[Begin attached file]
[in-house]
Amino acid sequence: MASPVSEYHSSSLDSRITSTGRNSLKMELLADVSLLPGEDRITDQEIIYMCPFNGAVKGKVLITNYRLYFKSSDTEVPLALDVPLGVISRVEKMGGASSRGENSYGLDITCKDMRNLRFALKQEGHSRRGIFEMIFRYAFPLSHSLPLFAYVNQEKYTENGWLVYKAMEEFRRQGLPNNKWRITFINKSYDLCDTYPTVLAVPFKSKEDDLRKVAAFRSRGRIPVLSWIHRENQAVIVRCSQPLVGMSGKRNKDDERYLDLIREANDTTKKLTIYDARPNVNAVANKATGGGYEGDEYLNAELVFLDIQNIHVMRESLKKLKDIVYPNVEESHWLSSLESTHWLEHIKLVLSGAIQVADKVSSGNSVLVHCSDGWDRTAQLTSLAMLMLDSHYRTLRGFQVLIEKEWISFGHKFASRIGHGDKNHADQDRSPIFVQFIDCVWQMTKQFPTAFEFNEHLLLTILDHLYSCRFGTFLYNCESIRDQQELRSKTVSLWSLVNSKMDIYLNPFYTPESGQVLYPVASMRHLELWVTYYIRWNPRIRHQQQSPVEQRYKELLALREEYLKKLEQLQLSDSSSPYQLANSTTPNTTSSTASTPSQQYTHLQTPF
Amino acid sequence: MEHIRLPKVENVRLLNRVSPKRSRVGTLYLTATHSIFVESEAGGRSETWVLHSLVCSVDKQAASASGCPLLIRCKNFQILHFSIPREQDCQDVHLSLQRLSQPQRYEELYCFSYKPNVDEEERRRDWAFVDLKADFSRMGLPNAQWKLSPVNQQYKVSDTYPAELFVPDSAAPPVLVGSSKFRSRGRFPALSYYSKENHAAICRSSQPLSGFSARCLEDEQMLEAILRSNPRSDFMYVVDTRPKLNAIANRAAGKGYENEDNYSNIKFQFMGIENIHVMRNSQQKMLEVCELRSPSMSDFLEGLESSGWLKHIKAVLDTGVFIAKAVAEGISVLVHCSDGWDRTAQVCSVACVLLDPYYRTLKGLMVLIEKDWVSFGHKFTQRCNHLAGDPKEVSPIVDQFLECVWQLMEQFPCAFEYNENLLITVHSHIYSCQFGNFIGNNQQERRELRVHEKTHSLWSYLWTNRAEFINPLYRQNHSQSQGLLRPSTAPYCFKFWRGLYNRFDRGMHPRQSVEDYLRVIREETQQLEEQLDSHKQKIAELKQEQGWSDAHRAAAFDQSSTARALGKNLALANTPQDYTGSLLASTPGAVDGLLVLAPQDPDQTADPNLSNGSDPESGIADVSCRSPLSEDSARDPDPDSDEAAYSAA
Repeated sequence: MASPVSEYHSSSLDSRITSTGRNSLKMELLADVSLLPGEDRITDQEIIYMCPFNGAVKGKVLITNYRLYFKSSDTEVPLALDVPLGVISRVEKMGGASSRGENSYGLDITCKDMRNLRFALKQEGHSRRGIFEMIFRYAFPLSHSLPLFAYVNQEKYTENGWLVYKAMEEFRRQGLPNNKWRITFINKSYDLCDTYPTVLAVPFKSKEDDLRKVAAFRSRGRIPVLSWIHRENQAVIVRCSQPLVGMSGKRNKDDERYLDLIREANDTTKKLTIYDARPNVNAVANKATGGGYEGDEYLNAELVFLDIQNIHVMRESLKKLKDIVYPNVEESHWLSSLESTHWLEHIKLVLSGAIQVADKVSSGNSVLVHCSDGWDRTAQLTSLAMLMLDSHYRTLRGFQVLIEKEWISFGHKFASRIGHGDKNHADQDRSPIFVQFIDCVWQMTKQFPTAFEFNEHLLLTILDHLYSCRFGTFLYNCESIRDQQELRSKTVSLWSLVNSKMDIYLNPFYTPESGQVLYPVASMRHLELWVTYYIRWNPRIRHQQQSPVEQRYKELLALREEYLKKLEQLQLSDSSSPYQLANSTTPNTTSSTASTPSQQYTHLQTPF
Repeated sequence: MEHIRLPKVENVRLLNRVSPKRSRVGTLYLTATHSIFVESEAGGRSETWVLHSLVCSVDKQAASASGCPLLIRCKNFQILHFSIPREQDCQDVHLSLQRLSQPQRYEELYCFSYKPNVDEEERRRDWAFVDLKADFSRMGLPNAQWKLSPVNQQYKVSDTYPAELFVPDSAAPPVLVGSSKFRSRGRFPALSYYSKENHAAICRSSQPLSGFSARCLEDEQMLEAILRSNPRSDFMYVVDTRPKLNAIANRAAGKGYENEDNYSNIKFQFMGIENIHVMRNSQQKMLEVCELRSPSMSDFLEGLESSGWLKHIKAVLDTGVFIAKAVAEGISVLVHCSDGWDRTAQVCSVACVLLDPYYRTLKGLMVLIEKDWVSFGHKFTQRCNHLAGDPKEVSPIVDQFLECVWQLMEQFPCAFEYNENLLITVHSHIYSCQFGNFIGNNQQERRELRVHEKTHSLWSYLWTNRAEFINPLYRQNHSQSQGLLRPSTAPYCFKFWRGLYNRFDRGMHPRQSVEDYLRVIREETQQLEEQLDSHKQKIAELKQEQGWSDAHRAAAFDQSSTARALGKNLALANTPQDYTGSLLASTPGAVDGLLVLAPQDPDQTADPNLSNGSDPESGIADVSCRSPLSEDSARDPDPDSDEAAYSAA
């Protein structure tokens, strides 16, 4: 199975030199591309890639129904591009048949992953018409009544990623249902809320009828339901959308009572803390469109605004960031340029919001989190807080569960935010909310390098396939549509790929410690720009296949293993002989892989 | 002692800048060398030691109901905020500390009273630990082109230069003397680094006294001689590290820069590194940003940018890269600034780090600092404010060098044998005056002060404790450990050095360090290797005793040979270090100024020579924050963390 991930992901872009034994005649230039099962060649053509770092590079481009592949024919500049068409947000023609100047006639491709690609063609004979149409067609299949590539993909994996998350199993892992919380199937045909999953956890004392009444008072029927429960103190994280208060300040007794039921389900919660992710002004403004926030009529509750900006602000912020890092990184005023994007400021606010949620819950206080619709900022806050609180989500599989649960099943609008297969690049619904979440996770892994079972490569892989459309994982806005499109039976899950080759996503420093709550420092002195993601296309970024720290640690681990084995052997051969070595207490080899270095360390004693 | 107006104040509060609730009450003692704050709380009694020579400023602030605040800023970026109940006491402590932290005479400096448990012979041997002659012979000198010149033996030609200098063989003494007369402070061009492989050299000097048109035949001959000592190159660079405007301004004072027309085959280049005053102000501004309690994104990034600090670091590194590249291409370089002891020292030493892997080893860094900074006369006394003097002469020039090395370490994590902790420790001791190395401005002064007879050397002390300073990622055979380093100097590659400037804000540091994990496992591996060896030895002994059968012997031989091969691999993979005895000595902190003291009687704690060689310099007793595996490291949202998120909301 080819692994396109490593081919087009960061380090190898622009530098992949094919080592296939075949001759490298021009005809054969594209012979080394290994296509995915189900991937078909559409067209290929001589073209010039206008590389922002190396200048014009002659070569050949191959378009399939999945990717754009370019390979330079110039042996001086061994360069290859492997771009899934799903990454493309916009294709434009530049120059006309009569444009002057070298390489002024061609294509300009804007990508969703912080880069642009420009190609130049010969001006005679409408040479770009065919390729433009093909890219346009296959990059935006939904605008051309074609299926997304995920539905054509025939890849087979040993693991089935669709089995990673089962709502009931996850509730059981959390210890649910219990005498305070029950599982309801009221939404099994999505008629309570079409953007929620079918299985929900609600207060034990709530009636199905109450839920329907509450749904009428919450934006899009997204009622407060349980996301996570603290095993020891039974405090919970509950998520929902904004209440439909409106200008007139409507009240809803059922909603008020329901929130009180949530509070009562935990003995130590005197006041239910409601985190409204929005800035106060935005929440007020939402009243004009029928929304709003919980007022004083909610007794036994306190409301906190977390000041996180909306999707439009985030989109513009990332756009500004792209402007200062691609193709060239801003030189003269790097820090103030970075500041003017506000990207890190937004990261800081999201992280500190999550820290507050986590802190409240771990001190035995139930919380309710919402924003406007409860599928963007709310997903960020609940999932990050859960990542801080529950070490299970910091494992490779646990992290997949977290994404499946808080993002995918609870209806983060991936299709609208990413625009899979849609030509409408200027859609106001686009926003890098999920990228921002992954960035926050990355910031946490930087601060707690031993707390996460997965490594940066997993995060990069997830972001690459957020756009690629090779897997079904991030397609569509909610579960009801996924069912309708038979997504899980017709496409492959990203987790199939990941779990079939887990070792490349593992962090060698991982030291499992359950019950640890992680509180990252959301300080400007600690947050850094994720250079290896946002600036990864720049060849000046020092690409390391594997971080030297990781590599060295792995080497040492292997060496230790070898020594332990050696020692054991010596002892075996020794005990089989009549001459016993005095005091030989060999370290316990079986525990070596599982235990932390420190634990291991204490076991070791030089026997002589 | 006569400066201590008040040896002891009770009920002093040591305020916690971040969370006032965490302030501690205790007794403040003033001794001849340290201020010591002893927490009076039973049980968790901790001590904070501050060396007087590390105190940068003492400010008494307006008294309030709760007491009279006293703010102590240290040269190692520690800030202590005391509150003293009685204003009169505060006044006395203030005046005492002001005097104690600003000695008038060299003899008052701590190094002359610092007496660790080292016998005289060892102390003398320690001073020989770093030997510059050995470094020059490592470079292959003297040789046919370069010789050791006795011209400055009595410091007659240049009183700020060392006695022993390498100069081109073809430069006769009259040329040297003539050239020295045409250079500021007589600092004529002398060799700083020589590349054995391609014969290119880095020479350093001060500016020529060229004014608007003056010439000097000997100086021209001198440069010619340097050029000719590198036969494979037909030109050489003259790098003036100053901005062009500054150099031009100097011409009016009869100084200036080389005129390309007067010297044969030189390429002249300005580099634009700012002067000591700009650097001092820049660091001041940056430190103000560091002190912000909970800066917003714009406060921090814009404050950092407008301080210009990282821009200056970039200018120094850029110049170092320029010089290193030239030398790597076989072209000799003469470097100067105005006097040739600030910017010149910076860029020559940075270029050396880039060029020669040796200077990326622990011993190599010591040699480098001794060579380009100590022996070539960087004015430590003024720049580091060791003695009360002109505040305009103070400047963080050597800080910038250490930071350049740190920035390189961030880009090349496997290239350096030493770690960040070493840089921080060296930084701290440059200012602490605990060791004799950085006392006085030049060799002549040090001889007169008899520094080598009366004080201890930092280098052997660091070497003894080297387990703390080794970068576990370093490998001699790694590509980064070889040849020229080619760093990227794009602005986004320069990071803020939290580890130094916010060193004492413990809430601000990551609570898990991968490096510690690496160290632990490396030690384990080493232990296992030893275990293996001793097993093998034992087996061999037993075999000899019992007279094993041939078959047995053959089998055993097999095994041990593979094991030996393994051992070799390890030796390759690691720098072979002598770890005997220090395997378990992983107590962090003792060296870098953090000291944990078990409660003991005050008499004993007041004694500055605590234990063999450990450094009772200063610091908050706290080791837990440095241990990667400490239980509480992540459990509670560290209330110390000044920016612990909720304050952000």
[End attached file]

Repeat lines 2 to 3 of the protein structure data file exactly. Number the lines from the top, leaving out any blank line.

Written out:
Amino acid sequence: MASPVSEYHSSSLDSRITSTGRNSLKMELLADVSLLPGEDRITDQEIIYMCPFNGAVKGKVLITNYRLYFKSSDTEVPLALDVPLGVISRVEKMGGASSRGENSYGLDITCKDMRNLRFALKQEGHSRRGIFEMIFRYAFPLSHSLPLFAYVNQEKYTENGWLVYKAMEEFRRQGLPNNKWRITFINKSYDLCDTYPTVLAVPFKSKEDDLRKVAAFRSRGRIPVLSWIHRENQAVIVRCSQPLVGMSGKRNKDDERYLDLIREANDTTKKLTIYDARPNVNAVANKATGGGYEGDEYLNAELVFLDIQNIHVMRESLKKLKDIVYPNVEESHWLSSLESTHWLEHIKLVLSGAIQVADKVSSGNSVLVHCSDGWDRTAQLTSLAMLMLDSHYRTLRGFQVLIEKEWISFGHKFASRIGHGDKNHADQDRSPIFVQFIDCVWQMTKQFPTAFEFNEHLLLTILDHLYSCRFGTFLYNCESIRDQQELRSKTVSLWSLVNSKMDIYLNPFYTPESGQVLYPVASMRHLELWVTYYIRWNPRIRHQQQSPVEQRYKELLALREEYLKKLEQLQLSDSSSPYQLANSTTPNTTSSTASTPSQQYTHLQTPF
Amino acid sequence: MEHIRLPKVENVRLLNRVSPKRSRVGTLYLTATHSIFVESEAGGRSETWVLHSLVCSVDKQAASASGCPLLIRCKNFQILHFSIPREQDCQDVHLSLQRLSQPQRYEELYCFSYKPNVDEEERRRDWAFVDLKADFSRMGLPNAQWKLSPVNQQYKVSDTYPAELFVPDSAAPPVLVGSSKFRSRGRFPALSYYSKENHAAICRSSQPLSGFSARCLEDEQMLEAILRSNPRSDFMYVVDTRPKLNAIANRAAGKGYENEDNYSNIKFQFMGIENIHVMRNSQQKMLEVCELRSPSMSDFLEGLESSGWLKHIKAVLDTGVFIAKAVAEGISVLVHCSDGWDRTAQVCSVACVLLDPYYRTLKGLMVLIEKDWVSFGHKFTQRCNHLAGDPKEVSPIVDQFLECVWQLMEQFPCAFEYNENLLITVHSHIYSCQFGNFIGNNQQERRELRVHEKTHSLWSYLWTNRAEFINPLYRQNHSQSQGLLRPSTAPYCFKFWRGLYNRFDRGMHPRQSVEDYLRVIREETQQLEEQLDSHKQKIAELKQEQGWSDAHRAAAFDQSSTARALGKNLALANTPQDYTGSLLASTPGAVDGLLVLAPQDPDQTADPNLSNGSDPESGIADVSCRSPLSEDSARDPDPDSDEAAYSAA